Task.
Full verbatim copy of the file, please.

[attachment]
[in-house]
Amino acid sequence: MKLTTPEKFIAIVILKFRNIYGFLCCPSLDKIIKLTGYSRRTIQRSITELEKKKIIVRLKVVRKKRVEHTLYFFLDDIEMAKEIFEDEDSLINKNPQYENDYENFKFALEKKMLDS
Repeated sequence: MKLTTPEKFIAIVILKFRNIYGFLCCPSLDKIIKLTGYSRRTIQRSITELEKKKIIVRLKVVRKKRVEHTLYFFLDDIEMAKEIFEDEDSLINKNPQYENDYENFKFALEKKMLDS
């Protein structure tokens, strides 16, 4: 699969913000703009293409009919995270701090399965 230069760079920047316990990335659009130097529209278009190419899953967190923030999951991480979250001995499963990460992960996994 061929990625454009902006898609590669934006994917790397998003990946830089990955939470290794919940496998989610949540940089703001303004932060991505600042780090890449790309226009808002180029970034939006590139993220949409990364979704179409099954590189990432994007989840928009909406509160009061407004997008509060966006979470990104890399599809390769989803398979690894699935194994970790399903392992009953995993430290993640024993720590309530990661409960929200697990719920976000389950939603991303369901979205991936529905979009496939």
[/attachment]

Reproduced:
[in-house]
Amino acid sequence: MKLTTPEKFIAIVILKFRNIYGFLCCPSLDKIIKLTGYSRRTIQRSITELEKKKIIVRLKVVRKKRVEHTLYFFLDDIEMAKEIFEDEDSLINKNPQYENDYENFKFALEKKMLDS
Repeated sequence: MKLTTPEKFIAIVILKFRNIYGFLCCPSLDKIIKLTGYSRRTIQRSITELEKKKIIVRLKVVRKKRVEHTLYFFLDDIEMAKEIFEDEDSLINKNPQYENDYENFKFALEKKMLDS
């Protein structure tokens, strides 16, 4: 699969913000703009293409009919995270701090399965 230069760079920047316990990335659009130097529209278009190419899953967190923030999951991480979250001995499963990460992960996994 061929990625454009902006898609590669934006994917790397998003990946830089990955939470290794919940496998989610949540940089703001303004932060991505600042780090890449790309226009808002180029970034939006590139993220949409990364979704179409099954590189990432994007989840928009909406509160009061407004997008509060966006979470990104890399599809390769989803398979690894699935194994970790399903392992009953995993430290993640024993720590309530990661409960929200697990719920976000389950939603991303369901979205991936529905979009496939």